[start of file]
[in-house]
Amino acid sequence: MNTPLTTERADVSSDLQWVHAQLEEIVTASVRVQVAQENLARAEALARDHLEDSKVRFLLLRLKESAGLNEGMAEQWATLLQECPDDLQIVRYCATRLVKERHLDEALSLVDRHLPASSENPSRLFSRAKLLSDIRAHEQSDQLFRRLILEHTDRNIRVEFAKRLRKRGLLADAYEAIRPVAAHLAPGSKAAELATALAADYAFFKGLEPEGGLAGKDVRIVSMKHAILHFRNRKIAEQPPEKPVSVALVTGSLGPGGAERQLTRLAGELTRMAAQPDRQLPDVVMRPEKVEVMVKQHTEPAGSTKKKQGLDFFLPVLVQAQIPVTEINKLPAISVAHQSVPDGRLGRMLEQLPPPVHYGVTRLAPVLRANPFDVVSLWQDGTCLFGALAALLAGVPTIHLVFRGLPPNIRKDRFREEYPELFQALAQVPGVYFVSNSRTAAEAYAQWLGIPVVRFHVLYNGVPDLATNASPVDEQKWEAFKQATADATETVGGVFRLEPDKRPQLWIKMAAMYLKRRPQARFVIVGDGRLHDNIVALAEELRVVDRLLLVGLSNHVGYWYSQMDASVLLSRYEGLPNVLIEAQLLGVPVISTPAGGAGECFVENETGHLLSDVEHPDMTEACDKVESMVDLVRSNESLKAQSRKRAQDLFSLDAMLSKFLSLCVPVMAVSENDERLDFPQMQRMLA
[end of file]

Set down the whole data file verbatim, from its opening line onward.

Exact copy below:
[in-house]
Amino acid sequence: MNTPLTTERADVSSDLQWVHAQLEEIVTASVRVQVAQENLARAEALARDHLEDSKVRFLLLRLKESAGLNEGMAEQWATLLQECPDDLQIVRYCATRLVKERHLDEALSLVDRHLPASSENPSRLFSRAKLLSDIRAHEQSDQLFRRLILEHTDRNIRVEFAKRLRKRGLLADAYEAIRPVAAHLAPGSKAAELATALAADYAFFKGLEPEGGLAGKDVRIVSMKHAILHFRNRKIAEQPPEKPVSVALVTGSLGPGGAERQLTRLAGELTRMAAQPDRQLPDVVMRPEKVEVMVKQHTEPAGSTKKKQGLDFFLPVLVQAQIPVTEINKLPAISVAHQSVPDGRLGRMLEQLPPPVHYGVTRLAPVLRANPFDVVSLWQDGTCLFGALAALLAGVPTIHLVFRGLPPNIRKDRFREEYPELFQALAQVPGVYFVSNSRTAAEAYAQWLGIPVVRFHVLYNGVPDLATNASPVDEQKWEAFKQATADATETVGGVFRLEPDKRPQLWIKMAAMYLKRRPQARFVIVGDGRLHDNIVALAEELRVVDRLLLVGLSNHVGYWYSQMDASVLLSRYEGLPNVLIEAQLLGVPVISTPAGGAGECFVENETGHLLSDVEHPDMTEACDKVESMVDLVRSNESLKAQSRKRAQDLFSLDAMLSKFLSLCVPVMAVSENDERLDFPQMQRMLA